"It's challenging for all of us, especially some of our young guys and some of our guys who haven't been in the position before where they need to do a little bit more than what they are asked to in a normal situation," James said. 

    "Everyone is speaking about AD [Davis], and that's obviously a big hit, but we also haven't had Dennis down this stretch too. He's a big piece of our puzzle as well.  

    "But it's always about staying confident, continuing to give my team-mates the courage and confidence out there on the floor, and make plays. 

    "It's a tough stretch for us, but this won't define who we will be for the rest of the season."

    As for the Jazz, they are the first team in NBA history to make 50 threes over a two-game span, having finished with a franchise-record 28 in a blowout triumph over the Charlotte Hornets.

    They have now won 14 straight home games by double digits, the second-longest streak posted in the NBA, behind only the Phoenix Suns (15) in the 1989-90 season.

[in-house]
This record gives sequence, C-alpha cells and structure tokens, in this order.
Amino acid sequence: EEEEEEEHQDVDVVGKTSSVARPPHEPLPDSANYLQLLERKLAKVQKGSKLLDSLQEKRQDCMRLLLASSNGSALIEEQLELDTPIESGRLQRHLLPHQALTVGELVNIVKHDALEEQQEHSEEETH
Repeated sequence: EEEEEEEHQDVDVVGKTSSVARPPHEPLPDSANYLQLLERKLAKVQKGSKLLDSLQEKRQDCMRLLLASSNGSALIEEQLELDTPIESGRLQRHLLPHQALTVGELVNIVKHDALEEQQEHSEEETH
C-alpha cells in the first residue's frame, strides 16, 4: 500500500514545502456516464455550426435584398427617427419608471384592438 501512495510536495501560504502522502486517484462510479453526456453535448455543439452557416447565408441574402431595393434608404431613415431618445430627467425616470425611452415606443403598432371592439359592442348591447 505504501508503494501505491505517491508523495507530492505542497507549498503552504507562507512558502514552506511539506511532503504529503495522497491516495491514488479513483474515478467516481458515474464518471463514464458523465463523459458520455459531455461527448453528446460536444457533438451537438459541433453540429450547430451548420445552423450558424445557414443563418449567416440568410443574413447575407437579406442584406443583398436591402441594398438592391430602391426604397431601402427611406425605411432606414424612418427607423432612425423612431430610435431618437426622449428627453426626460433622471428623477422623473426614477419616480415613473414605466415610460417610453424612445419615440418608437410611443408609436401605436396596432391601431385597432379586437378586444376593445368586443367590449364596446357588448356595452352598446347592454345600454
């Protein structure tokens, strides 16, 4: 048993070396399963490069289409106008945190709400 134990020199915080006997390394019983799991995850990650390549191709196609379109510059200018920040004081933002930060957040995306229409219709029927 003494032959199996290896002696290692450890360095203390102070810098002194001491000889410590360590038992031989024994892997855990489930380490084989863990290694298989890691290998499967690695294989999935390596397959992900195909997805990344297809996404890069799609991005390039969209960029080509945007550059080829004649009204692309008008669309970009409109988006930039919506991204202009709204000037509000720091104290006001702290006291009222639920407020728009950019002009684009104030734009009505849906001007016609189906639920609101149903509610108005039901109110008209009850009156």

"They came back with the same roster, but what I noticed, more than anything, is that those guys are fully healthy," James told the media.

    "Mike Conley is back to himself; you can see that with the way he's moving on the floor and it's trickled down to everyone else. They are playing some really good ball and are a really good team."

    Rudy Gobert did not attempt a three but still contributed 18 points, as well as nine rebounds. Conley, meanwhile, landed four of his six attempts from beyond the arc, as well as eight rebounds and eight assists.

    "It's all about getting better," Gobert said. "We did a great job sharing the ball offensively. When we defend and we share the ball, it's hard to beat us."